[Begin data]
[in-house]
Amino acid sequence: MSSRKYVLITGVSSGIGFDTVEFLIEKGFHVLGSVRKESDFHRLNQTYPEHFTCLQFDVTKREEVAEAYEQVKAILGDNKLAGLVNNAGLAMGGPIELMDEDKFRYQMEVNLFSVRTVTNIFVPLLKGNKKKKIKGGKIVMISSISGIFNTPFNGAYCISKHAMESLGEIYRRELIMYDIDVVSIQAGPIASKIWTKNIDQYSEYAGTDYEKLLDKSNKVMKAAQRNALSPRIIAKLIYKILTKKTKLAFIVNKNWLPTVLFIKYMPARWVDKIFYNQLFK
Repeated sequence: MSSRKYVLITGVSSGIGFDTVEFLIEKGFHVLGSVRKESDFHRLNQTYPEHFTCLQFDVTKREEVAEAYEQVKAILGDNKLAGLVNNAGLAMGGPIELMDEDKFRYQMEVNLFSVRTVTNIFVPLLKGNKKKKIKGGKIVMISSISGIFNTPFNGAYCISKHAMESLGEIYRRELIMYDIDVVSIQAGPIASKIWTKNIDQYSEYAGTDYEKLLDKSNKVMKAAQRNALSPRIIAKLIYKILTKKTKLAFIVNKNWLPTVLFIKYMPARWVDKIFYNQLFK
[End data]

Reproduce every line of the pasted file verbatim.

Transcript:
[in-house]
Amino acid sequence: MSSRKYVLITGVSSGIGFDTVEFLIEKGFHVLGSVRKESDFHRLNQTYPEHFTCLQFDVTKREEVAEAYEQVKAILGDNKLAGLVNNAGLAMGGPIELMDEDKFRYQMEVNLFSVRTVTNIFVPLLKGNKKKKIKGGKIVMISSISGIFNTPFNGAYCISKHAMESLGEIYRRELIMYDIDVVSIQAGPIASKIWTKNIDQYSEYAGTDYEKLLDKSNKVMKAAQRNALSPRIIAKLIYKILTKKTKLAFIVNKNWLPTVLFIKYMPARWVDKIFYNQLFK
Repeated sequence: MSSRKYVLITGVSSGIGFDTVEFLIEKGFHVLGSVRKESDFHRLNQTYPEHFTCLQFDVTKREEVAEAYEQVKAILGDNKLAGLVNNAGLAMGGPIELMDEDKFRYQMEVNLFSVRTVTNIFVPLLKGNKKKKIKGGKIVMISSISGIFNTPFNGAYCISKHAMESLGEIYRRELIMYDIDVVSIQAGPIASKIWTKNIDQYSEYAGTDYEKLLDKSNKVMKAAQRNALSPRIIAKLIYKILTKKTKLAFIVNKNWLPTVLFIKYMPARWVDKIFYNQLFK